The original hull on
which YNOT Wilbur is based, was designed and built by Wilbur
Storter of Naples, Florida. The boat was built for
Letty DuPont Downs of Richardson Lake, Maine in the early
Sisters Letty and
Molly DuPont were married to brothers Robert and Ellason
Downs. In the 1950's, while in Florida, Robert Downs
saw and admired a Storter Boat. His wife Letty had a
25' Storter built and shipped to Maine, where the couples
had cottages on Upper Richardon Lake.
The boat was
constructed of cypress frames and cypress planks with
mahogany decks. The hull was painted white and named "Molet-Mac"
after Molly, Letty and "Mac" (the nickname of one of the
Molet-Mac was used
by the Downs family until the late 1960's/early 1970's
when the boat was sold to Larry and Alys Parsons. The
Parsons' owned Lakewood Camps, a sporting camp on Lower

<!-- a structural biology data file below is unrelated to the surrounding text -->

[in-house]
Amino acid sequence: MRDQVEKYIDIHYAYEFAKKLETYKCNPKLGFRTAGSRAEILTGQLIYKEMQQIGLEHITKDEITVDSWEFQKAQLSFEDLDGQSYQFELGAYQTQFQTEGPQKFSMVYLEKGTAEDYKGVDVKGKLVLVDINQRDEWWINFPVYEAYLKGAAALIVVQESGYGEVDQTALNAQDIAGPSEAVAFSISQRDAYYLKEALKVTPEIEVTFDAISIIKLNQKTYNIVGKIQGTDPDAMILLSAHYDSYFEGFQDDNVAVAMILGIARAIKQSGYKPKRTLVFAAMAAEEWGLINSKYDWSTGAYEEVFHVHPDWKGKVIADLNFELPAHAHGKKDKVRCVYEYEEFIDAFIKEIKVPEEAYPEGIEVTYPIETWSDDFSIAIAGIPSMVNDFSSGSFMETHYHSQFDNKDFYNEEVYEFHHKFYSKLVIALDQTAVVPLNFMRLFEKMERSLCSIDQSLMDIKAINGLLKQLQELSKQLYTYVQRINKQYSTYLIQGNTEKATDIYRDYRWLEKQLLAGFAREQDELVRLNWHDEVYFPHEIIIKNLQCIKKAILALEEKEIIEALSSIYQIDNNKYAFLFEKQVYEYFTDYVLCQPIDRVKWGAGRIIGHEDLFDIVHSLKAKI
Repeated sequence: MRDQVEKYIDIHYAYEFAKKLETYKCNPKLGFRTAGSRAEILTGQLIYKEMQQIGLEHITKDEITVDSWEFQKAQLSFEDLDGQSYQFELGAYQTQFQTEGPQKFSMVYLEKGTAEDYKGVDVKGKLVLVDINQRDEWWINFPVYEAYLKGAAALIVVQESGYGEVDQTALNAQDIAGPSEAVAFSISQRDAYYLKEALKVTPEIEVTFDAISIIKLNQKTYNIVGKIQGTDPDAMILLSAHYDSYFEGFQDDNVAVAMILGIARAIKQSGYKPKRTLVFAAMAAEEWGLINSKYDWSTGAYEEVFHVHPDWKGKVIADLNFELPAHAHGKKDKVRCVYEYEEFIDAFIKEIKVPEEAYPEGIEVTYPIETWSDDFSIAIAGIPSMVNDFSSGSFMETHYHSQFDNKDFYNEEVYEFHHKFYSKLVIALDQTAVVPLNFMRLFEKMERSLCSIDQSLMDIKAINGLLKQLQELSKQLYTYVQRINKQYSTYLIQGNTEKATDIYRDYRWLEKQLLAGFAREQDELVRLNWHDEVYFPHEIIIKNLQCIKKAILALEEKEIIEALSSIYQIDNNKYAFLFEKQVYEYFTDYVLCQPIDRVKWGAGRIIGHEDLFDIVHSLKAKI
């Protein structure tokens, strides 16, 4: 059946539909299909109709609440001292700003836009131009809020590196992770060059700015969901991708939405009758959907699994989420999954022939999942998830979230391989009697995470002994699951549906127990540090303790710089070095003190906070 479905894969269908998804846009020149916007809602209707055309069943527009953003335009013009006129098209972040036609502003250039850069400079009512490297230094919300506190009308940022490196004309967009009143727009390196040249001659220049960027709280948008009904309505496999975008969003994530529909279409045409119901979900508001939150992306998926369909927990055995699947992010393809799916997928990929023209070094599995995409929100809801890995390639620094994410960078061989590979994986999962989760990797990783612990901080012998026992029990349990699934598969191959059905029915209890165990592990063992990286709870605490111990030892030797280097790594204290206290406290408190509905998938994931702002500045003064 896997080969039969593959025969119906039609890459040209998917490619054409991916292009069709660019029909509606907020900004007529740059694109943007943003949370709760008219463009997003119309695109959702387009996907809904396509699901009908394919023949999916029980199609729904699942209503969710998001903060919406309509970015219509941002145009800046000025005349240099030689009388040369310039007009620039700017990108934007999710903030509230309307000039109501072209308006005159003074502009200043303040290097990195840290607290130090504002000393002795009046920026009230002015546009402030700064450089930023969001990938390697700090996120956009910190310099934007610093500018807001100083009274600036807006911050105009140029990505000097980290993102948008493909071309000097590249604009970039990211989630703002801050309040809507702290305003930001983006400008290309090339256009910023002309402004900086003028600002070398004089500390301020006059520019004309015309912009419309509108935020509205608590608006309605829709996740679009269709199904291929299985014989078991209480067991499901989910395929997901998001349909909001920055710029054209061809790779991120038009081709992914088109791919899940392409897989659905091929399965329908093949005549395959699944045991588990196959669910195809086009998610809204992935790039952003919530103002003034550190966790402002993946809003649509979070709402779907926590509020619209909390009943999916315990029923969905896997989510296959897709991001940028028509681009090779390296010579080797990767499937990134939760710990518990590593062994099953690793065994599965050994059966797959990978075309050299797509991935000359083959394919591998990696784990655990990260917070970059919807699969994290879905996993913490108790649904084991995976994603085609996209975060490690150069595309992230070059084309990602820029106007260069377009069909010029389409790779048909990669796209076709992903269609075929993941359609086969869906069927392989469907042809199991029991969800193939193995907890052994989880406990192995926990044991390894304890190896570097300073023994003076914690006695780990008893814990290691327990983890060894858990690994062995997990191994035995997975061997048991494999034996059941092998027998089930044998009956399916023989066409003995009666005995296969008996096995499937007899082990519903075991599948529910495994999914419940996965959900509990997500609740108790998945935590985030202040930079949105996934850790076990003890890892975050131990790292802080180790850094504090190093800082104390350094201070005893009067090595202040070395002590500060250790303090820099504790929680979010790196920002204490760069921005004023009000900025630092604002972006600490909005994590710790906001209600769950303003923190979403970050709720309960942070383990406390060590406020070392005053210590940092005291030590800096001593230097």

Richardson Lake with water only access. The boat was
used in the camp's fleet to transport guests and their
dunage until the early to mid 1980's when it was hauled onto
the ways at Rifle Point and never used again.
In the mid 1990's
the boat was transported to Northport, Maine by Charlie
Dhyce with the intention of becoming a personal restoration
project. Several years past without restoration and
Molet-Mac was offered for sale. The boat was purchased
by the LeDonne family of Pittsburgh, Pennsylvania in the
fall of 2001.
The black and white
photos and history of Molet-Mac were provided by Ted Orino
of South Rumford and Richardson Lake, Maine. In July,
2008, YNOT Wilbur returned to the docks of
and Richardson Lake, Maine.